• Drive: The Google Drive where the Wordle spreadsheet resides (you did grab a copy of the spreadsheet from the original Zapier tutorial, right?)
  • Spreadsheet: The actual spreadsheet copy mentioned in the previous bullet
  • Worksheet: The tab/sheet inside the file you want to write data to – this should be the fourth tab, which (if not renamed) is called "Receive Info – Read Only"
  • Sender: This should be the "User Real Name" property from the Slack message in Step 1.
  • Wordle ID: This is "Output 0" from Step 4.
  • Date: This is the "Ts Time" field from the Slack message in Step 1.
  • Score: This is "Output 1" from Step 4.
  • Hard Mode?: This is "Output 2" from Step 4.

When complete, it should look something like this:

screenshot of google sheets zap to create a new row
Double check your settings in this screenshot


Finishing Up

Don't forget to turn your zap on! Now, play a game of Wordle and when you're prompted with the "Share" button, click it to copy the score into the clipboard, flip over to your Slack channel, and paste the score in!

That looks like something like this:

Then, pop open your Google Sheet, and head over to the fourth tab to confirm it wrote the score out!

Beautiful. Now...on to part 2!

Part 2: Have a Bot Read Back a Player's Wordle Scores

Let's take a look at the zap that allows a Wordle player to request their scores.

NOTE: As of this writing, I can't share a link to the zap (Zapier barks out an error), so you will have to set this up manually following the instructions below.

Step 1: Trigger (WHEN) New Message Posted to Channel in Slack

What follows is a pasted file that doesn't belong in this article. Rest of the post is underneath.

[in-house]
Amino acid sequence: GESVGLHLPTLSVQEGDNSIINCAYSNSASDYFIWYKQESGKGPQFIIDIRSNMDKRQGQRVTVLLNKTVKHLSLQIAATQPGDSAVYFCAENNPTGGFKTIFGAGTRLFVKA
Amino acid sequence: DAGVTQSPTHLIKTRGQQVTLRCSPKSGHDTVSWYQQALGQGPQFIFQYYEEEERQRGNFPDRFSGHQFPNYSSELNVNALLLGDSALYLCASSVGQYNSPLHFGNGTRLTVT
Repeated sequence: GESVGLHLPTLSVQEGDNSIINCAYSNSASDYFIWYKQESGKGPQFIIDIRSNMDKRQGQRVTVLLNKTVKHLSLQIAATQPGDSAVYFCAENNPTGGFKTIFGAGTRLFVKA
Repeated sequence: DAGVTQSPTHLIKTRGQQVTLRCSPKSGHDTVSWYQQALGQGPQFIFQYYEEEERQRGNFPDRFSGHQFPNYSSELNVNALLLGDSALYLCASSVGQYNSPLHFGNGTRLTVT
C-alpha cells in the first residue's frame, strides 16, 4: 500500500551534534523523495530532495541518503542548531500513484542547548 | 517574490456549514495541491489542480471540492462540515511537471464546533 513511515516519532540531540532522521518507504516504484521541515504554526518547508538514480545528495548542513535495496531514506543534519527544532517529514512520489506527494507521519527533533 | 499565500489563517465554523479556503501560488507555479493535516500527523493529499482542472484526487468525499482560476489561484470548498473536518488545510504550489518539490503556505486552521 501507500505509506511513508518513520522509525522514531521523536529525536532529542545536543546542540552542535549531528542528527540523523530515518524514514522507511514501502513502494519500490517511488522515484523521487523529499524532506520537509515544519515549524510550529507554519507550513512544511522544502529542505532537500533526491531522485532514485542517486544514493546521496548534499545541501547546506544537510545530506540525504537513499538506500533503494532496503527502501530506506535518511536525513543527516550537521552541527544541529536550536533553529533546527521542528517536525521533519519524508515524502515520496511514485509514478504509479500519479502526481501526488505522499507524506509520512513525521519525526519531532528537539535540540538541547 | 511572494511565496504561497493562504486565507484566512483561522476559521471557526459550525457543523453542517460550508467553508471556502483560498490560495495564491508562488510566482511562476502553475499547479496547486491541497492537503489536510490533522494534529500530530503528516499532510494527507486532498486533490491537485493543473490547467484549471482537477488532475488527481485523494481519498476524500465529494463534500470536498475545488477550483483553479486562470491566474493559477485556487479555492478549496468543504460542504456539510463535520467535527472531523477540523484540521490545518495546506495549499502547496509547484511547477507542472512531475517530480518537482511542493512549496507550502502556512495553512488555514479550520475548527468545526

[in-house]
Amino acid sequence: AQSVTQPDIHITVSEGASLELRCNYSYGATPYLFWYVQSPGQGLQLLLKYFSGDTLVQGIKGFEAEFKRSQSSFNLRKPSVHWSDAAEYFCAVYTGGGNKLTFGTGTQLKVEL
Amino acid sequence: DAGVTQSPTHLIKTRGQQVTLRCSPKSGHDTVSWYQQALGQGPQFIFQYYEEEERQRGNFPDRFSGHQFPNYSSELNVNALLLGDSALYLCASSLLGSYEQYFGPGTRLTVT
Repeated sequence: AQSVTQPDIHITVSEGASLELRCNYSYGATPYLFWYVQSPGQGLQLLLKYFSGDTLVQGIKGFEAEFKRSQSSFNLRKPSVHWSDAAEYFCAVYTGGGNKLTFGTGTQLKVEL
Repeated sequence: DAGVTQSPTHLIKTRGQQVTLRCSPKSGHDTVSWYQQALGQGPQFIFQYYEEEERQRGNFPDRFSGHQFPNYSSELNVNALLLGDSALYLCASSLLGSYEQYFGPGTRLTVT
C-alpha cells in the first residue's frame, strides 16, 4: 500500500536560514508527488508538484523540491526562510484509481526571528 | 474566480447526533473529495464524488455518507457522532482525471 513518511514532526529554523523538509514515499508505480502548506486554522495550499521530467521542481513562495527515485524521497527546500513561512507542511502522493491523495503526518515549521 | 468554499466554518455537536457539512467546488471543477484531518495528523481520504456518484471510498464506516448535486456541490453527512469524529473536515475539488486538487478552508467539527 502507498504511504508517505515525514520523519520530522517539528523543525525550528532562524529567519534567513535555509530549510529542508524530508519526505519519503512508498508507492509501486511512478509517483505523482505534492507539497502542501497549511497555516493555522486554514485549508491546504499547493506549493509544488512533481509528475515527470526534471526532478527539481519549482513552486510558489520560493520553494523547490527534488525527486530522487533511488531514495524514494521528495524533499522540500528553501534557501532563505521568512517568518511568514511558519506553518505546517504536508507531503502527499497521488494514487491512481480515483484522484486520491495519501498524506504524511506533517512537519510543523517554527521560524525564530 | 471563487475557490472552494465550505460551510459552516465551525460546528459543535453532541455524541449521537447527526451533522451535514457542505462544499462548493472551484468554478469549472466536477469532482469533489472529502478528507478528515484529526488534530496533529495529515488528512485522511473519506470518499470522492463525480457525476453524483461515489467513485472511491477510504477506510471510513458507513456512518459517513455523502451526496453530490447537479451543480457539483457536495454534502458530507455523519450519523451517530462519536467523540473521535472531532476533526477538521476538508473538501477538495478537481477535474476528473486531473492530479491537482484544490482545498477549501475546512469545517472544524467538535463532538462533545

screenshot of new slack message zap with channel set to the same one as was used earlier in tutorial
Be sure to use the same Slack channel you used in Part 1

As with Part 1, select:

  1. Your app (Slack) and your event trigger (New Message Posted to Channel in Slack), and
  2. Your account (your Slack account).

In "Set up trigger", select the same channel as you used in the previous section – the channel that your team or office is sharing their Wordle scores to. Go ahead and leave "Trigger for Bot Messages?" set to "No."

Step 2: Only continue if...

screenshot of filter zap with bot phrase specified as 'Wordlebot scores'
This zap looks for the phrase you'll type into your Slack channel to get the Wordlebot to respond

For this 2nd step, select "Filter by Zapier" and enter in only a single piece of criteria:

  • Only continue if... (Text) -> (Text) Contains -> Wordlebot scores

Nice! Moving on...

Step 3: Get many Spreadsheet Rows (Advanced, With Line Item Support) in Google Sheets

As with Part 1, select:

  1. Your app (Google Sheets) and your event trigger (Get Many Spreadsheet Rows - Advanced, With Line Item Support), and
  2. Your account (your Google Sheets account).

Then, under "Set up action", let's go over the individual settings:

screenshot of google sheets zap with all settings as described in tutorial
Double check all your settings against the screenshot above

The settings are as follows:

  • Drive: Select the Google Drive that has a copy of the Wordle Scores template you copied from Part 1.
  • Spreadsheet: Select the Google Sheets file that represents the copy of the Wordle scores template, again from Part 1.
  • Worksheet: Select "Display Info" (or, if you've changed the names of the sheets, select the 2nd sheet – that sheet has contains the full leaderboard, and which looks like this:
  • Columns: A:K
  • Row Count: Set this to the maximum number of players you feel your scoreboard will ultimately have; it won't break if it is larger than your current number of players.
  • First Row: Set it to 1, as we'll want to include the header row when we parse this out.
  • Should this step be considered a "success" when nothing is found?: Leave this at "No."

Once set up, the test data should come back in the form of a "rows" object, with the 1st row having 11 columns – the 11 different column headers (eg. "Sender", "Played", "Win %", etc.)

Step 4: Code by Zapier / Run Javascript

For the next step, you're going to choose the "Code by Zapier" app, and for its "Action Event", you'll have it run custom Javascript. Here's how to set up that action:

screenshot of run javascript zap with two input params and a code block
In the Run Javascript zap, be sure to set the two input parameters as shown above

Under "Input Data" you're going to create two keys / value pairs: